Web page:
When developing a retirement income plan, advisors should begin with a focus on actual client expenses. Expenses should be categorized and a priority of expenses established. Base expenses are, by definition, different than other expense types. Matching up the required retirement income with base expenses leads to greater tax efficiency and asset sustainability over time.
Jason K. Branning, CFP® and M. Ray Grubbs, Ph.D. are principals with MRT, LLC a retirement education firm based in Ridgeland, MS. Additionally, Jason is an investment advisory representative of Asset Dedication, LLC, an SEC registered investment advisor and Ray is a tenured professor at Millsaps College in Jackson, MS.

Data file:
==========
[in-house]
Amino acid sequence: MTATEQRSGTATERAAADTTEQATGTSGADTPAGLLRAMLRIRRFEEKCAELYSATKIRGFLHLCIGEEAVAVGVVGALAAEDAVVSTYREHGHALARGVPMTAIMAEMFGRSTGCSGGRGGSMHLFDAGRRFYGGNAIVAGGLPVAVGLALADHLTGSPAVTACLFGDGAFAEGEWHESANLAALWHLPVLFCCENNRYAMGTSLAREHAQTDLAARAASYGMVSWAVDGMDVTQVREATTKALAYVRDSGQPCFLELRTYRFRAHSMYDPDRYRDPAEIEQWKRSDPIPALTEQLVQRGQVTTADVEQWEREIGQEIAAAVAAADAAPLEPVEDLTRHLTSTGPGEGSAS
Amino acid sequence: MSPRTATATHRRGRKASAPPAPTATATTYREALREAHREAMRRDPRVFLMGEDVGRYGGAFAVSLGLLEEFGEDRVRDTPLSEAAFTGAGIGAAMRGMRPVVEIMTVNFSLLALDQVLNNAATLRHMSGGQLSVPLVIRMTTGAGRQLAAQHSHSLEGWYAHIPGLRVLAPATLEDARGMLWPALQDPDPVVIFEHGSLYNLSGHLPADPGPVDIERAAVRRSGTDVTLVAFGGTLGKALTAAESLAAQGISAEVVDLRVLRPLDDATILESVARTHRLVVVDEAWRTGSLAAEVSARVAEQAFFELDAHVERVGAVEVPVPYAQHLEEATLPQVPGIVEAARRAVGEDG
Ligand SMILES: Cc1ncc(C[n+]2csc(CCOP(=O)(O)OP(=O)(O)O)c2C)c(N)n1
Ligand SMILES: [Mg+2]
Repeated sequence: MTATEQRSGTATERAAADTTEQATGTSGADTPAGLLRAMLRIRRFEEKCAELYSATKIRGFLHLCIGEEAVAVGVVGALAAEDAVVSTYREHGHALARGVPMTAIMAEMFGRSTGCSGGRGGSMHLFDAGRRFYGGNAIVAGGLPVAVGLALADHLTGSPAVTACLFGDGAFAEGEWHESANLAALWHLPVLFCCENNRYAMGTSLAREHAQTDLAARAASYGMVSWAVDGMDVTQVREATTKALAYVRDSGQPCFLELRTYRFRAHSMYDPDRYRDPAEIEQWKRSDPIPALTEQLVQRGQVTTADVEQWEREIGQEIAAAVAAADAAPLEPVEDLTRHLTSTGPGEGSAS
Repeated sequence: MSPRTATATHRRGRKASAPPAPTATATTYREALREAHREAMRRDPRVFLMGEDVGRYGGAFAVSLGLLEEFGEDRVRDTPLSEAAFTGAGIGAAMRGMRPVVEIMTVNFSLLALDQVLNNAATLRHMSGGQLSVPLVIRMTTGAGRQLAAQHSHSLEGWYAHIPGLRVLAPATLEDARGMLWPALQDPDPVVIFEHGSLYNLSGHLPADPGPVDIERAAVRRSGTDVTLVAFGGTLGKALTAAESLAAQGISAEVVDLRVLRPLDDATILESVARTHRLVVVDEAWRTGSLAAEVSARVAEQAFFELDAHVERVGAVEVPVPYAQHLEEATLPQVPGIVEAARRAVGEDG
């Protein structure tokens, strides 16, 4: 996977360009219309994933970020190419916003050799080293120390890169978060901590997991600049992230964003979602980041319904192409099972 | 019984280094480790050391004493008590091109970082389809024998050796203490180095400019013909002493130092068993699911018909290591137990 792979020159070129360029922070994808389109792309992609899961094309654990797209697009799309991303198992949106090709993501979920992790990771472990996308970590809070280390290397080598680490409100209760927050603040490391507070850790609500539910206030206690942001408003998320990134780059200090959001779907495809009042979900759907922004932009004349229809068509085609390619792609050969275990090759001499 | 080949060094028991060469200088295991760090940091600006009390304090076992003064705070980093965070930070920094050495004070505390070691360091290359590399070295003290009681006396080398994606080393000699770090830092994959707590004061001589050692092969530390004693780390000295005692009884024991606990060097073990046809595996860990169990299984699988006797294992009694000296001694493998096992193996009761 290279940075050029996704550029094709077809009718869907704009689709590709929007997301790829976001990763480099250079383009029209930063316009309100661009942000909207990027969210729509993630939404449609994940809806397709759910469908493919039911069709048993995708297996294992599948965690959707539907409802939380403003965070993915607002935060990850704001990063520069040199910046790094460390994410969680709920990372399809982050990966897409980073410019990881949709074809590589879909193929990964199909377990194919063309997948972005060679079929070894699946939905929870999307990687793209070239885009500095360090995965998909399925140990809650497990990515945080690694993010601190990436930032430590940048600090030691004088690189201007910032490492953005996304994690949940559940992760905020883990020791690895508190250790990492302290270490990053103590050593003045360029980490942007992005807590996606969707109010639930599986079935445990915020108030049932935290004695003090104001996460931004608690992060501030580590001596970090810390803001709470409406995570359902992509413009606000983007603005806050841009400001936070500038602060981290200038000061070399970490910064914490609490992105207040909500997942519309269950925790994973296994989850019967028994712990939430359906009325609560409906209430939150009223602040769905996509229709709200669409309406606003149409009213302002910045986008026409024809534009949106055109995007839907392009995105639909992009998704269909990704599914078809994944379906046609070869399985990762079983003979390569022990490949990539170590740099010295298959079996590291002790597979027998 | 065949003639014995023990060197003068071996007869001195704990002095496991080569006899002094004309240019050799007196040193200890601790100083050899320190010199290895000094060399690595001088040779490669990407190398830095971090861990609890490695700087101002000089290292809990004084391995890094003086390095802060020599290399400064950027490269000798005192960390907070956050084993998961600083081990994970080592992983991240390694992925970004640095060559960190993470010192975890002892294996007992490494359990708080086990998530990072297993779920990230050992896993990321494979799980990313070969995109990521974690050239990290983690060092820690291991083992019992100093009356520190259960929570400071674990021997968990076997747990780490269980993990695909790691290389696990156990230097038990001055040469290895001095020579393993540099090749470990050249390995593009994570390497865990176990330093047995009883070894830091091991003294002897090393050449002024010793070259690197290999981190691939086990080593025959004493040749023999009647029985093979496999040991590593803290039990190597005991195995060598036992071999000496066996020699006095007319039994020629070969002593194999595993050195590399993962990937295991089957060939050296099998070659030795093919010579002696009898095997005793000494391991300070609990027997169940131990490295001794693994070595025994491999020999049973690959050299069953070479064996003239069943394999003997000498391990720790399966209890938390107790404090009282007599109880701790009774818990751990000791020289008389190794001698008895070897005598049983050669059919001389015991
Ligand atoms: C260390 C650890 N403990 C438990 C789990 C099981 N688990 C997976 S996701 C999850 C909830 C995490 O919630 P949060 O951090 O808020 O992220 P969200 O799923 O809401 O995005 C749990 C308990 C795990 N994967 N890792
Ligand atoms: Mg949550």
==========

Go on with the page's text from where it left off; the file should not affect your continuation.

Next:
1 Retirement Sheet is a snapshot of assets, liabilities, income and expenses. It frames an individual’s balance sheet and cash flow statement. A Retirement Sheet includes Social Security benefits, pensions, not simply housing wealth and portfolio assets. The Retirement Sheet is a comprehensive income snapshot: Human Capital, Financial Capital, Social Contract.
2 Crafting Retirement Income that is Stable, Secure, and Sustainable. Branning and Grubbs. Journal of Financial Planning. December 2017.